Pingitore, D.P., R.M. Scheffler, and T. Sentell. “Comparisons of Psychiatrists and Psychologists in Clinical Practice.” Psychiatric Services 53.8 (Aug. 2002): 977-983.
OBJECTIVE: The authors compared data from psychiatrists and psychologists in California to determine whether long-standing differences in clinical practice remain after the introduction of managed care and other changes in mental service delivery.
METHODS: Responses from practicing clinicians in California who participated in the 1998 National Survey of Psychiatric Practice and the 2000 California Survey of Psychological Practice were compared on items related to patient caseload, practice profile, and insurance or reimbursement arrangements.
RESULTS: Data from 97 psychiatrists and 395 psychologists were available for the study. Psychiatrists reported spending more hours on most aspects of practice and working more total hours per week than psychologists. The weekly caseloads reported by psychiatrists included a greater percentage of persons treated for psychotic conditions than did the caseloads of psychologists. Psychologists reported that their weekly caseloads included a greater percentage of persons treated for anxiety disorders, personality disorders, and other disorders. Psychiatrists reported receiving a greater average payment for services from public insurance, and psychologists reported treating a greater average percentage of patients who did not have insurance coverage. Significant differences in income sources and fee arrangements were observed, and the net reported income of psychiatrists was nearly 80 percent greater than that of psychologists.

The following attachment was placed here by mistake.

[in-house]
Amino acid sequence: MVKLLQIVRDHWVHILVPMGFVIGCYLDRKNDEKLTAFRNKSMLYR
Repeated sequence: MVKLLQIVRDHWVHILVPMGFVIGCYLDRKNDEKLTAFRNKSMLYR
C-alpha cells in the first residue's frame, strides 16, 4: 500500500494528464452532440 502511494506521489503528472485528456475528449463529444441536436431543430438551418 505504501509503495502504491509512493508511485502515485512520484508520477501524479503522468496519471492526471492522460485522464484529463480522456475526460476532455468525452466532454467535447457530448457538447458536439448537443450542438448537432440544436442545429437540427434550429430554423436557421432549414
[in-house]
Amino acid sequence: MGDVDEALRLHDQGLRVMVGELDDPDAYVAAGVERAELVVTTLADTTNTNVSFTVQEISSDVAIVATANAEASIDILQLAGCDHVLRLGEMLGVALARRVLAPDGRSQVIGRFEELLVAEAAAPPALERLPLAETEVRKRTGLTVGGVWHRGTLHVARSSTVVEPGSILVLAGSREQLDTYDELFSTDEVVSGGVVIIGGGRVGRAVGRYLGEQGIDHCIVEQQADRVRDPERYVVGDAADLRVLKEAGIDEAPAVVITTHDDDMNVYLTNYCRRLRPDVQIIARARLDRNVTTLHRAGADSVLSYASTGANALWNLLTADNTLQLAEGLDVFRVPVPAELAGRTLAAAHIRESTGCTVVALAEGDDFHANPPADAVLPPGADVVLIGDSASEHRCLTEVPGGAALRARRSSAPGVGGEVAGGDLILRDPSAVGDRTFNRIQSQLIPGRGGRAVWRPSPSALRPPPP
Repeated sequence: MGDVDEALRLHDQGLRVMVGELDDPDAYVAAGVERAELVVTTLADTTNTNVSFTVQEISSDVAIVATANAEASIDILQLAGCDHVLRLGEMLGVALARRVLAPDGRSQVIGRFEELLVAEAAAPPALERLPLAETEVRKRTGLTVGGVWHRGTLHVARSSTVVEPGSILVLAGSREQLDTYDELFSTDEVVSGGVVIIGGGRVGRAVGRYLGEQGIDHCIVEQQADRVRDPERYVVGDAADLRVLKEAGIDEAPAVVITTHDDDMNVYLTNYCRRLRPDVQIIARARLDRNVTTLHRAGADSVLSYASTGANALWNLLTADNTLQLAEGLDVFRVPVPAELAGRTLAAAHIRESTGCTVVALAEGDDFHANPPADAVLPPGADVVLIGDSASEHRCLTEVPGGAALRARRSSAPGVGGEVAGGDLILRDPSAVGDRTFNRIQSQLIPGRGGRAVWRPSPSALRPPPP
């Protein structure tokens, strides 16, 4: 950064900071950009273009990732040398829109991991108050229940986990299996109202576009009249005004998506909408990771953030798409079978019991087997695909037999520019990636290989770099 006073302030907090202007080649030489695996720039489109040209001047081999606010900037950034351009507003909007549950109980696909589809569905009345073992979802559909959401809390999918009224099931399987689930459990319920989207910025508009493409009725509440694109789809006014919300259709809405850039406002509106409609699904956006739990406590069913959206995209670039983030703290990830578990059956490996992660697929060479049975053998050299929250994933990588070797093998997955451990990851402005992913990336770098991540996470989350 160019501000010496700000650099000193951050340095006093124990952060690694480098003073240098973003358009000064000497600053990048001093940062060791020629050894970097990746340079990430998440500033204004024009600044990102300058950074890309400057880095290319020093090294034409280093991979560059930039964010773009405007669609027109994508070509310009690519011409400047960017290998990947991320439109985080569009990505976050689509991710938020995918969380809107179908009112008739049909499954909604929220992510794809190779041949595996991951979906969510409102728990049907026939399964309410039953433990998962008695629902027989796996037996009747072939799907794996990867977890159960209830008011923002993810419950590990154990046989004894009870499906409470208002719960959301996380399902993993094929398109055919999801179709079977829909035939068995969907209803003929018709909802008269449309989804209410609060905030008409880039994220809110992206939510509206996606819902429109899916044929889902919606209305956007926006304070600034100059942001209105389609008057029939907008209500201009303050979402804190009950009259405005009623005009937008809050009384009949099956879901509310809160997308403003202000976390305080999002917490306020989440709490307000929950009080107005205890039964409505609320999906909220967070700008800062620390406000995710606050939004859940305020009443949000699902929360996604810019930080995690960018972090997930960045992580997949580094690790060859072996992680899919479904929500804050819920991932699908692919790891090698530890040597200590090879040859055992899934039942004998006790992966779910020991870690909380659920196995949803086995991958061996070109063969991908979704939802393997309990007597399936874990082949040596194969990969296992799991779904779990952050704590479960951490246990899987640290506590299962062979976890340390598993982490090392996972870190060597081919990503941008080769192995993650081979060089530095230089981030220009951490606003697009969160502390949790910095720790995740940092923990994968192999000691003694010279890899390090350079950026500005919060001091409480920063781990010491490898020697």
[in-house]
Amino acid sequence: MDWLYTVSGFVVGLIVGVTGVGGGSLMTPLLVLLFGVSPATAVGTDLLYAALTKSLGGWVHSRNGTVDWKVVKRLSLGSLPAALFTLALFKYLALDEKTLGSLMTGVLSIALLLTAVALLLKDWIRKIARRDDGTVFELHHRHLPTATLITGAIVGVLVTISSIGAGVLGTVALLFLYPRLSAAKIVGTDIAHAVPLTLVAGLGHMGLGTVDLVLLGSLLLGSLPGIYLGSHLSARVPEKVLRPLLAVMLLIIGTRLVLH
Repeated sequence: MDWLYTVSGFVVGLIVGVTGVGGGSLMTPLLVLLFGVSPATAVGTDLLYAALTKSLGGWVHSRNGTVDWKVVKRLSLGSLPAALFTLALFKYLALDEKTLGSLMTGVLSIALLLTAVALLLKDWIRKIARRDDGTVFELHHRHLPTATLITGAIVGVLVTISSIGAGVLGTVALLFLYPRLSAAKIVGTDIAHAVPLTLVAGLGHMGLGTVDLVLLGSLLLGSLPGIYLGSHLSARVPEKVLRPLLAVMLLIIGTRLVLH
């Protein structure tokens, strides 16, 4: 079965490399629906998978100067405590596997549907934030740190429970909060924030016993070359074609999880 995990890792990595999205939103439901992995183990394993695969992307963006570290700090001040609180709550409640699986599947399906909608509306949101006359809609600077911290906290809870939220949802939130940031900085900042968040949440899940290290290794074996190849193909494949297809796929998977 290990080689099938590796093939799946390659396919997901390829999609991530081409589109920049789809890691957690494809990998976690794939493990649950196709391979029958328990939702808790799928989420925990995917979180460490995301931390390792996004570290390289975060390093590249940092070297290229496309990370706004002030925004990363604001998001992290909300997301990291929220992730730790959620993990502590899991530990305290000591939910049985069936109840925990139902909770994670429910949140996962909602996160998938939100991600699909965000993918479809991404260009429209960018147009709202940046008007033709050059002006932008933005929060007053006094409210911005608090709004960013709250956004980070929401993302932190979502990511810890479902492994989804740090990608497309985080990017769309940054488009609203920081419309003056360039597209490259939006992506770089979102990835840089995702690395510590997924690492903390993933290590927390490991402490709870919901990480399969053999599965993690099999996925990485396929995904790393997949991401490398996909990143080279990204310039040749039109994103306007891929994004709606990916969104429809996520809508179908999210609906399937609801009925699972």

CONCLUSIONS: Long-standing differences in clinical practice patterns remain between psychiatrists and psychologists despite managed care staffing arrangements and treatment strategies that streamline the practices of both provider groups. The significant income and wage differences between psychiatrists and psychologists may be partly due to supply dynamics of the mental health workforce that adversely affect psychologists.
Krosnick, J.A., et al. 2002. 'The Impact of “No Opinion' Response Options on Data Quality-Non Attitude Reduction or an Invitation to Satisfice?” Public Opinion Quarterly 66: 371-403.
According to many seasoned survey researchers, offering a no-opinion option should reduce the pressure to give substantive responses felt by respondents who have no true opinions. By contrast, the survey satisficing perspective suggests that no-opinion options may discourage some respondents from doing the cognitive work necessary to report the true opinions they do have. We address these arguments using
data from nine experiments carried out in three household surveys. Attraction to no-opinion options was found to be greatest among respondents lowest in cognitive skills (as measured by educational attainment), among respondents answering secretly instead of orally, for questions asked later in a survey, and among respondents who devoted little effort to the reporting process. The quality of attitude reports obtained (as measured by over-time consistency and responsiveness to a question manipulation) was not compromised by the omission of noopinion options. These results suggest that inclusion of no-opinion options in attitude measures may not enhance data quality and instead may
preclude measurement of some meaningful opinions.
Janelle Scott and Jennifer Jellison Holme. 2002. Where Charter School Policy Fails: The Problems of Accountability and Equity. 102-128.
MacCoun, R., & Reuter, P. (eds.) (2002). The varieties of drug control at the dawn of the 21st century. Special issue of the Annals of the American Academy of Political and Social Science, 582, July.